Regeneration of Vertebrate Tissues: Model Systems


Vertebrate animals exhibit four mechanisms of tissue regeneration: re‐growth of cellular parts, such as nerve axons; lineage‐specific proliferation of differentiated cells with or without dedifferentiation; transdifferentiation and activation of adult stem cells. The most common mechanism is the proliferation and differentiation of adult stem cells, used by epithelia, muscle, bone and blood. In some cases, such as the liver and pancreas, regeneration is accomplished by either lineage‐specific proliferation of differentiated cells or a stem cell population, depending on the nature of the damage. All four mechanisms are used by urodele salamanders in the regeneration of limbs. The cellular activities in all these mechanisms are regulated by a wide variety of growth factor signalling pathways and transcription factors. Regenerative medicine uses three major strategies based on knowledge of regenerative mechanisms: transplants of stem cells or their derivatives, construction of bioartificial tissues composed of natural or synthetic biomaterials seeded with cells and the pharmaceutical induction of regeneration at the site of injury by natural or synthetic regeneration‐promoting molecules.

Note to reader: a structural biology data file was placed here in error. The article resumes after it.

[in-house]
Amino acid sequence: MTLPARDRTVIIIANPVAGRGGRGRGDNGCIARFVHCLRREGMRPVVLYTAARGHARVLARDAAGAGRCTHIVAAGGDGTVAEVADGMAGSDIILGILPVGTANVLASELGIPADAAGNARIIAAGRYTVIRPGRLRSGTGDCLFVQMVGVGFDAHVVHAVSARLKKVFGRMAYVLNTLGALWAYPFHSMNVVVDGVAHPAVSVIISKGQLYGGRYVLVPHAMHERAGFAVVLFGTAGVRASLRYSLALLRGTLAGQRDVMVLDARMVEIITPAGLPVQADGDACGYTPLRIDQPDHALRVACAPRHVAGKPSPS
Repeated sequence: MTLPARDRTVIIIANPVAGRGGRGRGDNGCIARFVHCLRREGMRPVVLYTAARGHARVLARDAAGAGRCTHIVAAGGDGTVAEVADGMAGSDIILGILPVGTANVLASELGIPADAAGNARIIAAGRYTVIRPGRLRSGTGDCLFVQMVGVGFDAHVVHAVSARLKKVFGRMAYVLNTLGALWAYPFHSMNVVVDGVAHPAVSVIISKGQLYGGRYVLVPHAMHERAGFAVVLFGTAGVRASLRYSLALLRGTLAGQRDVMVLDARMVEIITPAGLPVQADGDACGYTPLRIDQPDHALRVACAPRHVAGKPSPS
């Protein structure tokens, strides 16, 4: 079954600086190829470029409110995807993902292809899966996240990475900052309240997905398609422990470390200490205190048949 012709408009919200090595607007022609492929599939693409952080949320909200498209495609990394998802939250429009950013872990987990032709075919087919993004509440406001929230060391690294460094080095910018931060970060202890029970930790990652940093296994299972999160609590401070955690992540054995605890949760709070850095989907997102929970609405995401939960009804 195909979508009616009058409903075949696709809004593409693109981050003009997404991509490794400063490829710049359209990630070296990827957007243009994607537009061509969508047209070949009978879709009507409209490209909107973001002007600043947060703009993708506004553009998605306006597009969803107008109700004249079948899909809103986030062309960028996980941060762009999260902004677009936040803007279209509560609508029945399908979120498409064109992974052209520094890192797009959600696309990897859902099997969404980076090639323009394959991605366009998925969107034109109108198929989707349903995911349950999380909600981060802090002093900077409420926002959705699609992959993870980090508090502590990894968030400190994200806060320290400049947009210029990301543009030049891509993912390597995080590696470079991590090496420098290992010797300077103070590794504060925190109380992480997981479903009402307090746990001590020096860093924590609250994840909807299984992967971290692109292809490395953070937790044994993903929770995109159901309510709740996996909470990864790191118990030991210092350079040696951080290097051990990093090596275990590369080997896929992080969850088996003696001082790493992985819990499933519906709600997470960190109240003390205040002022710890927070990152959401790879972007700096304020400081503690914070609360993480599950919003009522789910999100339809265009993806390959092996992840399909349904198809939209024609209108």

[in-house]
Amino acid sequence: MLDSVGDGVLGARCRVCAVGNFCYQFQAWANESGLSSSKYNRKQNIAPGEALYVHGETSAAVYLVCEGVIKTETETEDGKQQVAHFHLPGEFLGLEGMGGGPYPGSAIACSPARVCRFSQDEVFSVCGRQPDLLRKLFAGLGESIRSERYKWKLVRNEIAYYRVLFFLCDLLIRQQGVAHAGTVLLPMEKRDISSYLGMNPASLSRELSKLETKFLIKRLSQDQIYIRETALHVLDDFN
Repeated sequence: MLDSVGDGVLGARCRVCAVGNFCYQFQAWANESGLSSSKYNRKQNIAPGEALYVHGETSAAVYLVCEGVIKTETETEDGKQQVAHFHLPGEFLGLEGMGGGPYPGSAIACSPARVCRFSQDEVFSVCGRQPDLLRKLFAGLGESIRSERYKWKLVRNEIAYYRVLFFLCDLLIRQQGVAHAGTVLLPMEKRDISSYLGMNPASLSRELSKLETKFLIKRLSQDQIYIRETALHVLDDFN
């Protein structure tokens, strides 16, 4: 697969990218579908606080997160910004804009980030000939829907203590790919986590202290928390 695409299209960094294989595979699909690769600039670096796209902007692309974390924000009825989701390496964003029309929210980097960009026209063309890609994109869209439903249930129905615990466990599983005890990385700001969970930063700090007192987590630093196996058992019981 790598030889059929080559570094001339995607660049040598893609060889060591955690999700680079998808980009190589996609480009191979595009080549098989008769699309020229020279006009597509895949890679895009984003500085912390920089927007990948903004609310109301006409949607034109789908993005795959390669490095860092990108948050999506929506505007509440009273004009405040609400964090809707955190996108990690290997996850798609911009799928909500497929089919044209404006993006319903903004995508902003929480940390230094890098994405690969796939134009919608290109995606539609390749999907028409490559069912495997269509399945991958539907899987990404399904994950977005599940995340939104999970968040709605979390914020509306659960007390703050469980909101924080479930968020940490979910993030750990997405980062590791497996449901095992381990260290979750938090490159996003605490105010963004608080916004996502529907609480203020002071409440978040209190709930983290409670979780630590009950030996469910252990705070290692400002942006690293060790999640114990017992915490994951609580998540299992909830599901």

Key Concepts

  • Regeneration restores the original structure and function of damaged or missing tissues.
  • Tissues use four mechanisms to regenerate: re‐growth of cell parts, lineage‐specific reproduction of parent cells, transdifferentiation and activation of adult stem cells.
  • Some tissues use more than one mechanism of regeneration.
  • Growth factor signals and transcription factors are important regulators of regeneration.
  • Regenerative medicine uses three strategies to regenerate damaged tissues: cell transplants, bioartificial tissue implants and pharmaceutical induction of regeneration directly at the site of damage by scaffolds or soluble molecules.
  • The source of cells for transplants and bioartificial tissues is a crucial issue for regenerative medicine.
  • Induced pluripotent stem cells (iPSCs) and/or transdifferentiation may solve many of the problems presented by adult and embryonic stem cells.

Keywords: regeneration; regenerative medicine; stem cells; growth factors; dedifferentiation; compensatory hyperplasia; transdifferentiation; biomaterials